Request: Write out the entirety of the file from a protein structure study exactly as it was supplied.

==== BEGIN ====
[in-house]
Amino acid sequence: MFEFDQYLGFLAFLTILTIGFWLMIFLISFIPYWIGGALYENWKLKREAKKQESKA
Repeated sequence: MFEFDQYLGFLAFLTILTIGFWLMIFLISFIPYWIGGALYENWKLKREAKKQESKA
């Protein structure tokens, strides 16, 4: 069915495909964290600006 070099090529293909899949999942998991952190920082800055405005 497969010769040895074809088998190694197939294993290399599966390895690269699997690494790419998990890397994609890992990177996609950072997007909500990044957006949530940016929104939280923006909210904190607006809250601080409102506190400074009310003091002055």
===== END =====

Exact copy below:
[in-house]
Amino acid sequence: MFEFDQYLGFLAFLTILTIGFWLMIFLISFIPYWIGGALYENWKLKREAKKQESKA
Repeated sequence: MFEFDQYLGFLAFLTILTIGFWLMIFLISFIPYWIGGALYENWKLKREAKKQESKA
């Protein structure tokens, strides 16, 4: 069915495909964290600006 070099090529293909899949999942998991952190920082800055405005 497969010769040895074809088998190694197939294993290399599966390895690269699997690494790419998990890397994609890992990177996609950072997007909500990044957006949530940016929104939280923006909210904190607006809250601080409102506190400074009310003091002055």